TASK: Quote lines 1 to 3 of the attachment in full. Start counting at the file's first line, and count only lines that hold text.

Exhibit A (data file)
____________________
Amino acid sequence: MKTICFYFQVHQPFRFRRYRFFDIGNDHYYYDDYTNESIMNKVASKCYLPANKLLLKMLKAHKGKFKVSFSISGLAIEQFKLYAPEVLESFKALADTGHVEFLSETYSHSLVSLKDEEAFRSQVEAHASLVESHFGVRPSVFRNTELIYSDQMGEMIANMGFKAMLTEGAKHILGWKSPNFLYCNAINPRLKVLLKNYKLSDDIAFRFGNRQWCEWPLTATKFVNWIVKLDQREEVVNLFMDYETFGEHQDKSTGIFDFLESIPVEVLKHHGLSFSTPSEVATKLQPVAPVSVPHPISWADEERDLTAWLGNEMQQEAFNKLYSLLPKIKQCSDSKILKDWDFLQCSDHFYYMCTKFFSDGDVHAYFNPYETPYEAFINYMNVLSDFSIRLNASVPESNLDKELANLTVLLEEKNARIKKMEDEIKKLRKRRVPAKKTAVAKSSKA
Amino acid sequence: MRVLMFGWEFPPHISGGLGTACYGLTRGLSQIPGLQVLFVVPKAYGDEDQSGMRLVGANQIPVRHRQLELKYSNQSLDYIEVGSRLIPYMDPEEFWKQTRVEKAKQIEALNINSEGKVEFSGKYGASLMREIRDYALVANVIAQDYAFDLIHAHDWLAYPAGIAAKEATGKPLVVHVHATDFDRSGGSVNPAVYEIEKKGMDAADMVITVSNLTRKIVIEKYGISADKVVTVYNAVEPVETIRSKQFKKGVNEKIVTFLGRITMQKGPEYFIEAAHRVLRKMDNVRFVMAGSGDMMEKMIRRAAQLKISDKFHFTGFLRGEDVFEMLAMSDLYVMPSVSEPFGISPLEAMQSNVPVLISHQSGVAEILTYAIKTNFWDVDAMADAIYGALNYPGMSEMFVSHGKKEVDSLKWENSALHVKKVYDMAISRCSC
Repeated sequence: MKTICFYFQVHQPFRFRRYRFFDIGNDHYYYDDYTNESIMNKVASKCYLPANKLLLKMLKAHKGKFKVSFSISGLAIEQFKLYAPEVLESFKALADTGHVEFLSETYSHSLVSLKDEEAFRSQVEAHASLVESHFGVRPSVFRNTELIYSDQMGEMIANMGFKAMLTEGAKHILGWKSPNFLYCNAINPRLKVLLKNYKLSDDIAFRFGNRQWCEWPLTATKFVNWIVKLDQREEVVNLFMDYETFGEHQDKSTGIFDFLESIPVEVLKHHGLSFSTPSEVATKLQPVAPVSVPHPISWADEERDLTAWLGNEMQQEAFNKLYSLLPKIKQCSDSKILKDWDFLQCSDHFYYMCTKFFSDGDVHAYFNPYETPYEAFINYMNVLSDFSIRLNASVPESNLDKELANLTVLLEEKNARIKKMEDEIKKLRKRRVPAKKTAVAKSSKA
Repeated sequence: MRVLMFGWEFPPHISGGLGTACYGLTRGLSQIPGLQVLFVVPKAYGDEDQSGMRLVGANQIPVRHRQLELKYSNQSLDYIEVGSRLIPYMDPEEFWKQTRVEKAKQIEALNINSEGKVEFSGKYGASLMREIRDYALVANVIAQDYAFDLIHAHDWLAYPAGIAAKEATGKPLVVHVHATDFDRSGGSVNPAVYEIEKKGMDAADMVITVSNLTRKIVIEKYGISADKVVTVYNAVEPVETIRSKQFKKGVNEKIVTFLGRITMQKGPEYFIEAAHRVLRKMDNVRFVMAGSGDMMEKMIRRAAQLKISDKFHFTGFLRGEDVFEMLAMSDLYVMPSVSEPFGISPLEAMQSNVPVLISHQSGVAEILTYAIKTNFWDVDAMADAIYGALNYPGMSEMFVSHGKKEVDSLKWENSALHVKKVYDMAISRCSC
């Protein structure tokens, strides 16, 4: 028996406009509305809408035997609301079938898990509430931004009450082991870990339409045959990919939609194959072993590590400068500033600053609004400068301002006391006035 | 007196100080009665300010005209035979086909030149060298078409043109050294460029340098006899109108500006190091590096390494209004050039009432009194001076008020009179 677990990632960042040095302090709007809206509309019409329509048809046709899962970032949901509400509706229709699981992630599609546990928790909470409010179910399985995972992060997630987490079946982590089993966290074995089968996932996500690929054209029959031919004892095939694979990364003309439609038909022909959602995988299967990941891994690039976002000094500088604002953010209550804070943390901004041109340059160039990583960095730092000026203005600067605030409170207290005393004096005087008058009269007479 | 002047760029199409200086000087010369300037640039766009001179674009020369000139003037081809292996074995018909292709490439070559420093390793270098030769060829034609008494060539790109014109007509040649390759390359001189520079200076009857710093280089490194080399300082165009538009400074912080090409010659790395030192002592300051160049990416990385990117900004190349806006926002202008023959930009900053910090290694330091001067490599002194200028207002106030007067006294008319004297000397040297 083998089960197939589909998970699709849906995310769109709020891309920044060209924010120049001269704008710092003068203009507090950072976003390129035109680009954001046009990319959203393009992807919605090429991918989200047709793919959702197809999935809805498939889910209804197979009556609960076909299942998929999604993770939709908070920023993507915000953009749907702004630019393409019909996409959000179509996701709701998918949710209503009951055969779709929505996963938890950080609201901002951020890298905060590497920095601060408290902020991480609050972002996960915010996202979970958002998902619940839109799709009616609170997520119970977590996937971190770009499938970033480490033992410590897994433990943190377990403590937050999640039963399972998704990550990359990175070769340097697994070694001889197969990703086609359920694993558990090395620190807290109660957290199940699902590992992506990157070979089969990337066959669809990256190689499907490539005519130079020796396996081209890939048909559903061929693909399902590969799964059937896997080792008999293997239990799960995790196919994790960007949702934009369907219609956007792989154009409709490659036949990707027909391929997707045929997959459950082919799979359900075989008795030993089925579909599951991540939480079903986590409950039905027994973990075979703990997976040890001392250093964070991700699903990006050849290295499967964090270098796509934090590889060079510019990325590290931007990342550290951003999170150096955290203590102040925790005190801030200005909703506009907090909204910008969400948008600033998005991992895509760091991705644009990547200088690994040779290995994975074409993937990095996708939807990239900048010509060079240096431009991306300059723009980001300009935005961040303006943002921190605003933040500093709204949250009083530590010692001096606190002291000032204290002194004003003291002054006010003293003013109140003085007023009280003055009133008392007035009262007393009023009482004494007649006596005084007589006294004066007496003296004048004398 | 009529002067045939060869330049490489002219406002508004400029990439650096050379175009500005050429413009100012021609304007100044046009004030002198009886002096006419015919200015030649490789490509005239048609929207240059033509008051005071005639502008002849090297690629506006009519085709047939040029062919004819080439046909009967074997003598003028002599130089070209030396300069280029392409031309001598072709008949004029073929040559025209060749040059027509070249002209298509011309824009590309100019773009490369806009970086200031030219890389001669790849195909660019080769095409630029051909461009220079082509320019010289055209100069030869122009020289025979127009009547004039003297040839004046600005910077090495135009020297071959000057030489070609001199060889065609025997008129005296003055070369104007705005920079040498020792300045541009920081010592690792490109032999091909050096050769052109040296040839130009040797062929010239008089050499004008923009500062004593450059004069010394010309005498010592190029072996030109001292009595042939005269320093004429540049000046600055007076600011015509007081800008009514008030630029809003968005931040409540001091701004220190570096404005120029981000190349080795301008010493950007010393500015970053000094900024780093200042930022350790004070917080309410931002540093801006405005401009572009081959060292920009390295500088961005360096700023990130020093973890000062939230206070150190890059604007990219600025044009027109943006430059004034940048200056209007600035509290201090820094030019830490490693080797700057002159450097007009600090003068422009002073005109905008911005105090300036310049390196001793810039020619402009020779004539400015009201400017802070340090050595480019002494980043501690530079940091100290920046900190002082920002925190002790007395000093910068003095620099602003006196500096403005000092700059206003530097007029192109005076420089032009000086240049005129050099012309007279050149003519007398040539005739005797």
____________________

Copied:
Amino acid sequence: MKTICFYFQVHQPFRFRRYRFFDIGNDHYYYDDYTNESIMNKVASKCYLPANKLLLKMLKAHKGKFKVSFSISGLAIEQFKLYAPEVLESFKALADTGHVEFLSETYSHSLVSLKDEEAFRSQVEAHASLVESHFGVRPSVFRNTELIYSDQMGEMIANMGFKAMLTEGAKHILGWKSPNFLYCNAINPRLKVLLKNYKLSDDIAFRFGNRQWCEWPLTATKFVNWIVKLDQREEVVNLFMDYETFGEHQDKSTGIFDFLESIPVEVLKHHGLSFSTPSEVATKLQPVAPVSVPHPISWADEERDLTAWLGNEMQQEAFNKLYSLLPKIKQCSDSKILKDWDFLQCSDHFYYMCTKFFSDGDVHAYFNPYETPYEAFINYMNVLSDFSIRLNASVPESNLDKELANLTVLLEEKNARIKKMEDEIKKLRKRRVPAKKTAVAKSSKA
Amino acid sequence: MRVLMFGWEFPPHISGGLGTACYGLTRGLSQIPGLQVLFVVPKAYGDEDQSGMRLVGANQIPVRHRQLELKYSNQSLDYIEVGSRLIPYMDPEEFWKQTRVEKAKQIEALNINSEGKVEFSGKYGASLMREIRDYALVANVIAQDYAFDLIHAHDWLAYPAGIAAKEATGKPLVVHVHATDFDRSGGSVNPAVYEIEKKGMDAADMVITVSNLTRKIVIEKYGISADKVVTVYNAVEPVETIRSKQFKKGVNEKIVTFLGRITMQKGPEYFIEAAHRVLRKMDNVRFVMAGSGDMMEKMIRRAAQLKISDKFHFTGFLRGEDVFEMLAMSDLYVMPSVSEPFGISPLEAMQSNVPVLISHQSGVAEILTYAIKTNFWDVDAMADAIYGALNYPGMSEMFVSHGKKEVDSLKWENSALHVKKVYDMAISRCSC
Repeated sequence: MKTICFYFQVHQPFRFRRYRFFDIGNDHYYYDDYTNESIMNKVASKCYLPANKLLLKMLKAHKGKFKVSFSISGLAIEQFKLYAPEVLESFKALADTGHVEFLSETYSHSLVSLKDEEAFRSQVEAHASLVESHFGVRPSVFRNTELIYSDQMGEMIANMGFKAMLTEGAKHILGWKSPNFLYCNAINPRLKVLLKNYKLSDDIAFRFGNRQWCEWPLTATKFVNWIVKLDQREEVVNLFMDYETFGEHQDKSTGIFDFLESIPVEVLKHHGLSFSTPSEVATKLQPVAPVSVPHPISWADEERDLTAWLGNEMQQEAFNKLYSLLPKIKQCSDSKILKDWDFLQCSDHFYYMCTKFFSDGDVHAYFNPYETPYEAFINYMNVLSDFSIRLNASVPESNLDKELANLTVLLEEKNARIKKMEDEIKKLRKRRVPAKKTAVAKSSKA